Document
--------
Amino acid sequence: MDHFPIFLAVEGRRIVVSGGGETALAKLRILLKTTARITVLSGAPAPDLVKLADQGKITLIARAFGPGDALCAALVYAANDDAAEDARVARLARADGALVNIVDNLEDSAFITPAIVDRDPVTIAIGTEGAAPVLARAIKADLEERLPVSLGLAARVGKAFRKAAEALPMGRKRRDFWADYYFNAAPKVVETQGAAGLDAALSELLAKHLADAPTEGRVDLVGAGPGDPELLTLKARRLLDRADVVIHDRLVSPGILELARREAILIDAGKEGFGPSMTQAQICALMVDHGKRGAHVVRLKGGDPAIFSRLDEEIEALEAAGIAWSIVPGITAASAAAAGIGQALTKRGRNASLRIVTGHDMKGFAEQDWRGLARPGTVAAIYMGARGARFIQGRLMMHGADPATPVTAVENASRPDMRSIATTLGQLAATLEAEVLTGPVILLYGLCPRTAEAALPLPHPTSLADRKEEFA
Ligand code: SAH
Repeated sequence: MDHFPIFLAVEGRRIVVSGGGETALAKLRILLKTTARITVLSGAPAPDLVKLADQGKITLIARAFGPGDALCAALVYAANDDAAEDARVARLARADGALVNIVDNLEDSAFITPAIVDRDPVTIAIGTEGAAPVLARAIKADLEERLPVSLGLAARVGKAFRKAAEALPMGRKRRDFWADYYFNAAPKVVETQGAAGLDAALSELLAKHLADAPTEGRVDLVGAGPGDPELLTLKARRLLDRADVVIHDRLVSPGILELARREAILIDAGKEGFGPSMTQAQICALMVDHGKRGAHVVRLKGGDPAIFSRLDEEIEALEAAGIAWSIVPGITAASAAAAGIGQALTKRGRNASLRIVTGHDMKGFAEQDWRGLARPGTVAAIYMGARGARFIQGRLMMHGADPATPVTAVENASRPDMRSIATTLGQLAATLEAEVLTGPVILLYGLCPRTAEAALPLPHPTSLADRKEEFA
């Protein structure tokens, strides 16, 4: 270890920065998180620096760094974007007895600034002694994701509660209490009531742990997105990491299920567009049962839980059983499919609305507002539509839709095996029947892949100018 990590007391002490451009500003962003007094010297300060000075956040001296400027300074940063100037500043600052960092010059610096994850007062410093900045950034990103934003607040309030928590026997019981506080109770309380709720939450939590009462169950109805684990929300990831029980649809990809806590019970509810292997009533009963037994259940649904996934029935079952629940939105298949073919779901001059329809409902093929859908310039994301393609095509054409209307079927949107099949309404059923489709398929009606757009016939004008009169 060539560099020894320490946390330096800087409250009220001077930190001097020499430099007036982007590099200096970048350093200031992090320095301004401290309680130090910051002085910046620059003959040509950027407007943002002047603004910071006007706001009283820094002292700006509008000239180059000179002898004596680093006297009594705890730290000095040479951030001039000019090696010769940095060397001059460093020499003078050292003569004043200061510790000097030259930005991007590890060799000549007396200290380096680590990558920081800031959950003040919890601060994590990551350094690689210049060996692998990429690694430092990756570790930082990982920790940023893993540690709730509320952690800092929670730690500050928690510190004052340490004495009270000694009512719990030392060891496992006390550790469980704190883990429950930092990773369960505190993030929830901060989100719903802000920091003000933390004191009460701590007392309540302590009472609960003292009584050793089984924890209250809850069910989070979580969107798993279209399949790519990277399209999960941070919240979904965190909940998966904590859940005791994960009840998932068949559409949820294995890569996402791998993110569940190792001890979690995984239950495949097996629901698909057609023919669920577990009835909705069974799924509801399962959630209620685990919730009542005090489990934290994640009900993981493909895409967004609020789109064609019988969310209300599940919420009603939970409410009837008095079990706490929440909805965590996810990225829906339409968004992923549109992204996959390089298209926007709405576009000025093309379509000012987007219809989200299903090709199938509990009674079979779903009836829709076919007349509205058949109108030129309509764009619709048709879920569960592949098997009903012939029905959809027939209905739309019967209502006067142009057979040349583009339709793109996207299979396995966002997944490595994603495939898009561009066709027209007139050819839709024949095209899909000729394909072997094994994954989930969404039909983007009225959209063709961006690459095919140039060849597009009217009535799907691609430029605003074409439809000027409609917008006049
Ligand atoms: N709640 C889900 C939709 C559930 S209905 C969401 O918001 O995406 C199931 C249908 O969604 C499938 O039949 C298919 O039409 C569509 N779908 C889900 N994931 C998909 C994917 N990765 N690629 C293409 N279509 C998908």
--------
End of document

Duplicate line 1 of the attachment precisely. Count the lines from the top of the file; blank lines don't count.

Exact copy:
Amino acid sequence: MDHFPIFLAVEGRRIVVSGGGETALAKLRILLKTTARITVLSGAPAPDLVKLADQGKITLIARAFGPGDALCAALVYAANDDAAEDARVARLARADGALVNIVDNLEDSAFITPAIVDRDPVTIAIGTEGAAPVLARAIKADLEERLPVSLGLAARVGKAFRKAAEALPMGRKRRDFWADYYFNAAPKVVETQGAAGLDAALSELLAKHLADAPTEGRVDLVGAGPGDPELLTLKARRLLDRADVVIHDRLVSPGILELARREAILIDAGKEGFGPSMTQAQICALMVDHGKRGAHVVRLKGGDPAIFSRLDEEIEALEAAGIAWSIVPGITAASAAAAGIGQALTKRGRNASLRIVTGHDMKGFAEQDWRGLARPGTVAAIYMGARGARFIQGRLMMHGADPATPVTAVENASRPDMRSIATTLGQLAATLEAEVLTGPVILLYGLCPRTAEAALPLPHPTSLADRKEEFA